I needed a serious place. I’ve never been to a serious spiritual place like the Ashram for this length of time. I’ve done meditation retreats but not in a place like this where everyone carries the lineage forward, embodies and embraces it.
I had considered going to The Banff Centre but realized I wanted spiritual practice present in a daily, consistent way. That presence was key to getting into my project from a different perspective.
My editor had pointed out that the narrator in my novel needed to show more empathy towards the main character. Being here I realized I needed to show that empathy to myself. Only then could the writing be more organic and authentic. I can be so demanding of myself, so self-critical. That voice is not productive.
I thought I would show warmth toward the character by using words, by creating sentences – a very structural approach. But after awhile, the distance, the criticalness just melted away. It was an amazing process. I’ve been able to do what I need to do. I feel more sympathy for the character and for myself now – a gentleness. It has been truly profound.
“Thank you for the Light. Thank you to all the pine trees and pine cones and turkeys and squirrels and chipmunks and deer and ferns and rocks and leaves and statues and bridges and streams and clouds and rain and ravens and robins and the mountains and the sun and the stars which make this place so magical.
“Thank you to all the swamis for their constant kindness and support and wisdom and gently curiosity. Thank you for the Perfect Tiny Cabin next to a sparkling burbling brook overlooking a majestic lake. Thank you for all the satsangs and their beauty and wisdom which cut deep and for the chanting and singing and praying which touched my soul.” (excerpt from Sabina’s thank you card.)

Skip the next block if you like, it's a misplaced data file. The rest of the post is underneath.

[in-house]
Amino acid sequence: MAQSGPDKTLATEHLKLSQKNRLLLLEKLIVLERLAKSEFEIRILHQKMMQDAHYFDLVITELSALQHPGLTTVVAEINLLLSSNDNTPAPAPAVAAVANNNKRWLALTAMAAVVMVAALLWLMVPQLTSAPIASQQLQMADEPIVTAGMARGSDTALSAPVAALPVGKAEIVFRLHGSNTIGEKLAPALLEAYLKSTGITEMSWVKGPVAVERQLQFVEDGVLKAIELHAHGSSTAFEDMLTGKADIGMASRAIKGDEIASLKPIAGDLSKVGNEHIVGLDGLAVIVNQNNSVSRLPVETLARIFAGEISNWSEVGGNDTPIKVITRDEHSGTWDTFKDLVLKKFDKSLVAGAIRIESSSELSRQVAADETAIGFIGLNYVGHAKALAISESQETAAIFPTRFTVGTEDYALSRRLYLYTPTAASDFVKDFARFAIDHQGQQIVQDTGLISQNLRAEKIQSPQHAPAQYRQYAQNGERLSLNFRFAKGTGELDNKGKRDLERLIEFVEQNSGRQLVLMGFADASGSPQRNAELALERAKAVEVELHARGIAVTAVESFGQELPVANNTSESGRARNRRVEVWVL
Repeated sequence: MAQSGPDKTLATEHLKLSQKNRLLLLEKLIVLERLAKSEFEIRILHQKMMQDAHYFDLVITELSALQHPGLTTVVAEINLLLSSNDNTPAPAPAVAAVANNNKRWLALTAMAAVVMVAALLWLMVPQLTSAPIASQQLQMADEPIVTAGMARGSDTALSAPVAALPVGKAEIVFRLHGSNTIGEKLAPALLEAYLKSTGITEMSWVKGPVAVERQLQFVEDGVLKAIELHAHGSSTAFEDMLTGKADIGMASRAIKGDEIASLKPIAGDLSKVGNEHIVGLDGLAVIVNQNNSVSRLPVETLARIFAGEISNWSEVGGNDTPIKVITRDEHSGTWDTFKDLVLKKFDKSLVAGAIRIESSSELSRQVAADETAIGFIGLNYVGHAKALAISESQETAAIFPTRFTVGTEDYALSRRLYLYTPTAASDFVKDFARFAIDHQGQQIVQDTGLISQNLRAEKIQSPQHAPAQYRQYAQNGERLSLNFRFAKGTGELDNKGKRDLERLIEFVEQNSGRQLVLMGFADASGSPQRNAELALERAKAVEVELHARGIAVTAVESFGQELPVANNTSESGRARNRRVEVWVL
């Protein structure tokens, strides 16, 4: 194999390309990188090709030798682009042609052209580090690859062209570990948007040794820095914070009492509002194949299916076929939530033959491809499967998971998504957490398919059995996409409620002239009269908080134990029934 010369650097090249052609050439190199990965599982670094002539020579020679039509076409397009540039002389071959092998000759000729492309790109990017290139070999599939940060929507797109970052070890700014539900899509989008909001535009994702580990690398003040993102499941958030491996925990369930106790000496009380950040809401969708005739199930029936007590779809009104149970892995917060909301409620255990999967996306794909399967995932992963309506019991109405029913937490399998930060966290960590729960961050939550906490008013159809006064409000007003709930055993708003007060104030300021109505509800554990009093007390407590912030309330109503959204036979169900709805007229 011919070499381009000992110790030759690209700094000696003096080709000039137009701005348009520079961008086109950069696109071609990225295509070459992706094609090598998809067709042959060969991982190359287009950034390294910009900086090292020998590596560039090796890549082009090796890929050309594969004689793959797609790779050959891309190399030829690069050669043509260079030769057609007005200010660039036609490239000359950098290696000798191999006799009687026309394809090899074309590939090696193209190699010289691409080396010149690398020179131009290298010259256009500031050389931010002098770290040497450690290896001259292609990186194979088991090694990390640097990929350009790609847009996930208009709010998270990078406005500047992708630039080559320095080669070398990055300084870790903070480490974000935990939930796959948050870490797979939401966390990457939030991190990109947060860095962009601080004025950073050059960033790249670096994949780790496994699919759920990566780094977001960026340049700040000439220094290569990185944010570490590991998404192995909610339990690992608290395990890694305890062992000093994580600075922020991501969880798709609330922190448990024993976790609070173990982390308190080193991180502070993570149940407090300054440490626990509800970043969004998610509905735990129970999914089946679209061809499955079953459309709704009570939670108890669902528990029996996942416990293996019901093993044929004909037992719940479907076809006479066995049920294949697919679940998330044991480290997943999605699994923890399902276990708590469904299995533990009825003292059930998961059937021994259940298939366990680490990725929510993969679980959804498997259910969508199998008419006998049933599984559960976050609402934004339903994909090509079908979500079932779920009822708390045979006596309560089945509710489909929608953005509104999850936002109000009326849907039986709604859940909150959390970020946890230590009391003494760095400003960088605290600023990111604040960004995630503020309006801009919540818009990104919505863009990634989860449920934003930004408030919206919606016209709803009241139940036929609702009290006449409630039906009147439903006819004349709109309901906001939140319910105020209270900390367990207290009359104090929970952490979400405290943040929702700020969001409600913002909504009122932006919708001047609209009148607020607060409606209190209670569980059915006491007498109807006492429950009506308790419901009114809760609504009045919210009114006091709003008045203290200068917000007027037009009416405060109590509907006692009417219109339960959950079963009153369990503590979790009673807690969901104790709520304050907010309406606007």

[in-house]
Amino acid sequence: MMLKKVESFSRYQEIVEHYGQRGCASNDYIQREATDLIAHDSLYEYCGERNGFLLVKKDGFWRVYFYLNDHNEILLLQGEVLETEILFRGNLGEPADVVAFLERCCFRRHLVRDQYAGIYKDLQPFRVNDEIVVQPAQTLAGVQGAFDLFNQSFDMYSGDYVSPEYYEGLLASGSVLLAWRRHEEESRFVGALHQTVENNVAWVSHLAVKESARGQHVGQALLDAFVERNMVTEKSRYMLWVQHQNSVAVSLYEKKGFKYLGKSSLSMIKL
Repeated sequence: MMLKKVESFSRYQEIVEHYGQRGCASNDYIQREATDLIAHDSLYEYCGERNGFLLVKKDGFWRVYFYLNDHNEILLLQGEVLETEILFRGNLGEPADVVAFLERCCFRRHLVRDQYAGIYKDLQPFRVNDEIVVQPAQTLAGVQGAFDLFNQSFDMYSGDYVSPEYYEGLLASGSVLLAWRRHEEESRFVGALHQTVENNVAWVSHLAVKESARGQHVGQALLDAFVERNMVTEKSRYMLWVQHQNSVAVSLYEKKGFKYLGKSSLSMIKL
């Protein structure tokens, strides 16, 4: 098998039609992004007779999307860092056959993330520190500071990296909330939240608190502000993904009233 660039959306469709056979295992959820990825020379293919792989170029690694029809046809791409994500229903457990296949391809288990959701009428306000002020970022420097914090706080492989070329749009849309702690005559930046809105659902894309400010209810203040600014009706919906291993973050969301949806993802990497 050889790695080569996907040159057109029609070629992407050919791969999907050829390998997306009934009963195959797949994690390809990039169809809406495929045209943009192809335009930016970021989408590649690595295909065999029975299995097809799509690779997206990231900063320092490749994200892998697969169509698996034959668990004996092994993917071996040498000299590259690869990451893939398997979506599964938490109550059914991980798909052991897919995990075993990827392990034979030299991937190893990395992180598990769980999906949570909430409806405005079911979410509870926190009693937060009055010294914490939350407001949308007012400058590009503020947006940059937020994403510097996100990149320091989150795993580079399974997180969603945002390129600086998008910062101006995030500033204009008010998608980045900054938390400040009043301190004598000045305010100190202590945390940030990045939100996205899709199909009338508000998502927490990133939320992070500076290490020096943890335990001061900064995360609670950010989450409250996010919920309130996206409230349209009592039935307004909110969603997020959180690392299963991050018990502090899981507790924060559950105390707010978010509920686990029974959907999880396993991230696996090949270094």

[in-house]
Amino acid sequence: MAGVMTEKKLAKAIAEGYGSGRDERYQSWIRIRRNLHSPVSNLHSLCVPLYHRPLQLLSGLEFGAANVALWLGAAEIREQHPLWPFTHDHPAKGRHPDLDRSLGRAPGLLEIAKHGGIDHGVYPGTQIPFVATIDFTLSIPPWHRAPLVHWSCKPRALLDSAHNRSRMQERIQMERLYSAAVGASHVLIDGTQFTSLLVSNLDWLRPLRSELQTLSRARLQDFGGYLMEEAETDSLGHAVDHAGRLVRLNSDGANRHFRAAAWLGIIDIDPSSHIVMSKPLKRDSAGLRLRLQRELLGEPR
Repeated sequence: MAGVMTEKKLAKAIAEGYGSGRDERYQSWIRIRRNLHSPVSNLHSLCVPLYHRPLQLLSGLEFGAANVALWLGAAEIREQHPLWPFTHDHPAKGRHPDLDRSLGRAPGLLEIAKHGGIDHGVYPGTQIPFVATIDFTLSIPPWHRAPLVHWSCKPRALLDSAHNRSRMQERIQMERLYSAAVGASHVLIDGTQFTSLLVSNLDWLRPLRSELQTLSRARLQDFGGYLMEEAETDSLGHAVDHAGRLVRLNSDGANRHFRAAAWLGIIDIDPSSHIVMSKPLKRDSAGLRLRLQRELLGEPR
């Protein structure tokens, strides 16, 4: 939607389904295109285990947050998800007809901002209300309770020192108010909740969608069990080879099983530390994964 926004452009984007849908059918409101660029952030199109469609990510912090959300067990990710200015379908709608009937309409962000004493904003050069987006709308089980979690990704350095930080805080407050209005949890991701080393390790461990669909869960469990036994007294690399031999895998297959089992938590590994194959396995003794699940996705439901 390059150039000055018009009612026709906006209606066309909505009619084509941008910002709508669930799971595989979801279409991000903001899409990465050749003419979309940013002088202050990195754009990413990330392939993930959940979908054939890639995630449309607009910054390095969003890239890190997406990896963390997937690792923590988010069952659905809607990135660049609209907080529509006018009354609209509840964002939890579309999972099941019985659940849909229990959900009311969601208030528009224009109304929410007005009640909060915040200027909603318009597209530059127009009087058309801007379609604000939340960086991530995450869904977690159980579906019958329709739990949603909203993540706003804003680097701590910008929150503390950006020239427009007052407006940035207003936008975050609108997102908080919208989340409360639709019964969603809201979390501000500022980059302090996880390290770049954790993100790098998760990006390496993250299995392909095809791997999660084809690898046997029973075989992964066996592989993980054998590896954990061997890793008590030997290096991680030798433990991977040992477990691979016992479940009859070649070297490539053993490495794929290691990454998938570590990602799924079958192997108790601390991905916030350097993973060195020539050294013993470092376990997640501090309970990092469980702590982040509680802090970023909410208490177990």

Introducing the Saraswati Salon
The Saraswati Salon, our newest column, shines a light on the creativity in our spiritual lineage, the Saraswati Order.
Saraswati is the goddess of learning, beauty, poetry, music, dance, knowledge and the arts.
Each month you will meet an artist connected to Swami Radha’s teachings. In January we featured visual artist, Lindsey Curtis, a hatha teacher and karma yogi at the Ashram. February’s artist is Tanin Shunter, a conscious hip-hop performer currently taking the 2015 YDC. You may have seen his raps on the Temple site.
Drop into the Salon anytime by clicking on the graphic in the left-hand column or go directly to the artist’s page by clicking on their name below the graphic. The Saraswati Salon is also available on our website.
We welcome your suggestions for future artists to highlight.
(PS: This column replaces Kali Café recipes, which can still be found on our website.)
Making the Most of the Present
Shannon Clarke first came to the Ashram at age four and subsequent visits chronicle significant stages in her 28-year life. She returned this February for the fifth time to listen to her heart and clarify her next steps.
I’m going into a new part of my life as my partner and I move back to the interior of B.C. This time I came to the Ashram to reflect and to make sure I direct my energy in a positive way toward the move. I’ve learned that the best thing I can do for the future is to make the most of the present, which is going to be my practice.
The approach to spirituality at the Ashram holds true for me, especially the openness, the looking within and the focus on symbolism. I find a feeling of home here. When I came for Teen Camp at age 14, I was old enough to appreciate how important it was that people stopped and reflected together. Checking in like this is an amazing way to connect, and something I want to do with people I care about when I leave.
My aunt (Elizabeth Macleod, aka Parama) originally brought my family here, and I’m so glad she did. She tapped into something very special.